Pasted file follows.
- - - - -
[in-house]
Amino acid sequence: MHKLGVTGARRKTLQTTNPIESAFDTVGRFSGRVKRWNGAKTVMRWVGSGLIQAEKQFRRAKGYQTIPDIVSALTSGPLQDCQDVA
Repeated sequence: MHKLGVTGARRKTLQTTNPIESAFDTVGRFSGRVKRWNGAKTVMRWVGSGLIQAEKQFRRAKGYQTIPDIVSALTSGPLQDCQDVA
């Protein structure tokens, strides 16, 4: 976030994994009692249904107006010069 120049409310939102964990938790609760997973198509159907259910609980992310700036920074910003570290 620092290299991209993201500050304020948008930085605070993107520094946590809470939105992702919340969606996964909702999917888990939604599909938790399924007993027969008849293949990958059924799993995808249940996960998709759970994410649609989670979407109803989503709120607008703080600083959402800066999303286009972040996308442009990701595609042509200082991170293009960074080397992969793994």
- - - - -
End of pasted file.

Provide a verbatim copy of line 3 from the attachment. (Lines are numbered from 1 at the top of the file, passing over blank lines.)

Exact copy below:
Repeated sequence: MHKLGVTGARRKTLQTTNPIESAFDTVGRFSGRVKRWNGAKTVMRWVGSGLIQAEKQFRRAKGYQTIPDIVSALTSGPLQDCQDVA